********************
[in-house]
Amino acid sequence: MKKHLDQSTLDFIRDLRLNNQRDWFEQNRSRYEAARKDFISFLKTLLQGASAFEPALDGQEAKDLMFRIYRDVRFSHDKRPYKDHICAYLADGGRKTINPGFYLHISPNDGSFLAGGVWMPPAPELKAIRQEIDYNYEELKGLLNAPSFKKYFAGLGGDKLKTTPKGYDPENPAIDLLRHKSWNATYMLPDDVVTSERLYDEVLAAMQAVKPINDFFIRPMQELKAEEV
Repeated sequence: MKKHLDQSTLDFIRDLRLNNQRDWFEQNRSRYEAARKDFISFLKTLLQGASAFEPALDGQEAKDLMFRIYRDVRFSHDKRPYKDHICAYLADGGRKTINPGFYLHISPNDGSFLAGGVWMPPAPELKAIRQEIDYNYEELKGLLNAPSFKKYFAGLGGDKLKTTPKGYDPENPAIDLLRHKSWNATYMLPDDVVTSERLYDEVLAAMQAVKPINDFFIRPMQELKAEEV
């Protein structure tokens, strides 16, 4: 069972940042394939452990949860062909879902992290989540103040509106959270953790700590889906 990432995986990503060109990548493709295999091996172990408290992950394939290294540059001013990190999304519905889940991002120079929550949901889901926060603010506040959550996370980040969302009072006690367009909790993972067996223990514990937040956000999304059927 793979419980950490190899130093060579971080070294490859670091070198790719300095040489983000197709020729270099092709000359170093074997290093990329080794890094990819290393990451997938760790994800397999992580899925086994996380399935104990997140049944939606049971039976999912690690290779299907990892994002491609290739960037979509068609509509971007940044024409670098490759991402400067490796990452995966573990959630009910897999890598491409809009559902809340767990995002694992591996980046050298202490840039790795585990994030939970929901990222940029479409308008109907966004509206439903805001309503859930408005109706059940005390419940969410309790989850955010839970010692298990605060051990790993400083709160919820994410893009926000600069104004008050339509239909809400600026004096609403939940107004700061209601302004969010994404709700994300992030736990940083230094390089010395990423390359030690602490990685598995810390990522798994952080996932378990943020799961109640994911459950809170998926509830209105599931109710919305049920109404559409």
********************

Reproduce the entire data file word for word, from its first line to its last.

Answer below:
[in-house]
Amino acid sequence: MKKHLDQSTLDFIRDLRLNNQRDWFEQNRSRYEAARKDFISFLKTLLQGASAFEPALDGQEAKDLMFRIYRDVRFSHDKRPYKDHICAYLADGGRKTINPGFYLHISPNDGSFLAGGVWMPPAPELKAIRQEIDYNYEELKGLLNAPSFKKYFAGLGGDKLKTTPKGYDPENPAIDLLRHKSWNATYMLPDDVVTSERLYDEVLAAMQAVKPINDFFIRPMQELKAEEV
Repeated sequence: MKKHLDQSTLDFIRDLRLNNQRDWFEQNRSRYEAARKDFISFLKTLLQGASAFEPALDGQEAKDLMFRIYRDVRFSHDKRPYKDHICAYLADGGRKTINPGFYLHISPNDGSFLAGGVWMPPAPELKAIRQEIDYNYEELKGLLNAPSFKKYFAGLGGDKLKTTPKGYDPENPAIDLLRHKSWNATYMLPDDVVTSERLYDEVLAAMQAVKPINDFFIRPMQELKAEEV
């Protein structure tokens, strides 16, 4: 069972940042394939452990949860062909879902992290989540103040509106959270953790700590889906 990432995986990503060109990548493709295999091996172990408290992950394939290294540059001013990190999304519905889940991002120079929550949901889901926060603010506040959550996370980040969302009072006690367009909790993972067996223990514990937040956000999304059927 793979419980950490190899130093060579971080070294490859670091070198790719300095040489983000197709020729270099092709000359170093074997290093990329080794890094990819290393990451997938760790994800397999992580899925086994996380399935104990997140049944939606049971039976999912690690290779299907990892994002491609290739960037979509068609509509971007940044024409670098490759991402400067490796990452995966573990959630009910897999890598491409809009559902809340767990995002694992591996980046050298202490840039790795585990994030939970929901990222940029479409308008109907966004509206439903805001309503859930408005109706059940005390419940969410309790989850955010839970010692298990605060051990790993400083709160919820994410893009926000600069104004008050339509239909809400600026004096609403939940107004700061209601302004969010994404709700994300992030736990940083230094390089010395990423390359030690602490990685598995810390990522798994952080996932378990943020799961109640994911459950809170998926509830209105599931109710919305049920109404559409």